A July 20 A-section article about Turkey's stance toward the Kurds in northern Iraq incorrectly referred to the Turkish town of Sirnak as Selcan.
Turkey Taking Harder Line on Restive Kurds
Friday, July 20, 2007
SILOPI, Turkey, July 19 -- Soldiers guarding the heights of Turkey's Kurdish southeast have long used their vantage point to deliver messages to the restive population below, plopping whitewashed stones onto the hillsides to form terse admonitions, such as: "Motherland above all."
Lately the Turkish troops' messages for the Kurds have grown sterner and longer. Outside Silopi, an outpost on the ancient Silk Road from China and now a border town along the Turkey-Iraq frontier, one spills down the yellow grass of the steppe, in rows of letters each the size of a man:
"We are resolute and motivated against struggles threatening the unity that is the ancient heritage of our motherland."
The reason for the Turkish military's tougher tone toward the country's Kurdish minority lies just a few more mountains south, across the border in northern Iraq. There, Iraqi Kurds under the protection of occupying U.S. troops are flourishing under their own increasingly assertive Kurdish government, strengthening their Kurdish militias, flying their Kurdish flags.
Turkey's government charges that Iraqi Kurdish leaders are tolerating the presence of a Kurdish separatist movement that has killed about 70 Turkish soldiers this year.
Many Turks say the growing security threat posed by the guerrillas of the Kurdistan Workers' Party, known by the initials PKK, is the top issue in Turkish parliamentary elections set for Sunday.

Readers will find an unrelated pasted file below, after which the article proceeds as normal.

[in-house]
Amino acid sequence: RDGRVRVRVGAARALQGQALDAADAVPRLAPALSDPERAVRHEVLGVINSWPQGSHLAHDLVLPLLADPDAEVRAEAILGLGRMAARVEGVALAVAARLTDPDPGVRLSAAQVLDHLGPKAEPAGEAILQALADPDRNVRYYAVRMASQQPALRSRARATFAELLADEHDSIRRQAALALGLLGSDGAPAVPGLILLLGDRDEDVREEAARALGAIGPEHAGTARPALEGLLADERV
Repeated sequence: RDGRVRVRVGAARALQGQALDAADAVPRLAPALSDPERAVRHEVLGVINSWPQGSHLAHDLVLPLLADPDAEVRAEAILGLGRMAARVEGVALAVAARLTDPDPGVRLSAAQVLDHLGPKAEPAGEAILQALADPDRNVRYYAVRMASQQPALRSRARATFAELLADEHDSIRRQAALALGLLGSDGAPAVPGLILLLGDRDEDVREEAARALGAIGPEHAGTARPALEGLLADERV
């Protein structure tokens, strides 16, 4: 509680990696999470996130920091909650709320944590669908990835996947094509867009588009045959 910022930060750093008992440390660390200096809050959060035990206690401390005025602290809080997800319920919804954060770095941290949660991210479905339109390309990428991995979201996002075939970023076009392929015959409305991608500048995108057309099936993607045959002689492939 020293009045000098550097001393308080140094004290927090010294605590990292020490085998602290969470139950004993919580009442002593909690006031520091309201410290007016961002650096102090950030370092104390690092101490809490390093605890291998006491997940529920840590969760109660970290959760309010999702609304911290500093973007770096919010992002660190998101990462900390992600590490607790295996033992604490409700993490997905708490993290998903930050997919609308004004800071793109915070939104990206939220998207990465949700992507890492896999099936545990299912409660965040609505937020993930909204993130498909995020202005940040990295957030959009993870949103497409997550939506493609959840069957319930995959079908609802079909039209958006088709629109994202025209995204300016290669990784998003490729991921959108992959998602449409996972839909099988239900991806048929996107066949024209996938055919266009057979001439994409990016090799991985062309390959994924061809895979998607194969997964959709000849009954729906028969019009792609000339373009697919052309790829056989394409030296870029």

"America broke the Iraqi state. There is no way to rebuild it. As a result, there is a Kurdish state that protects the PKK," Nejat Eslen, a retired Turkish brigadier general, said in an interview at his home in Istanbul this week.
Nationalist political parties, riding a wave of public unease over intensifying attacks by the PKK and the rise of Kurdish nationalism in northern Iraq, are expected to gain seats Sunday. Such gains would mean more support in parliament for a cross-border offensive against the PKK in northern Iraq.
Turkey's military last month created what it called a security zone in the wedge of Turkish territory jutting between Iran and Iraq, an area that has experienced decades of clashes between the PKK and Turkish troops.
All sides agree that Turkey is deploying additional troops in the zone, but none agree on how many.
Iraqi Kurdish leaders, fearing invasion, alleged this month that Turkey had assembled 140,000 troops in the security zone.
Bush administration officials called the figure exaggerated. Turkish journalists in the southeastern city of Diyarbakir with experience in the border area estimated that the Turkish deployment in the main stretch of border had roughly doubled, to perhaps 50,000.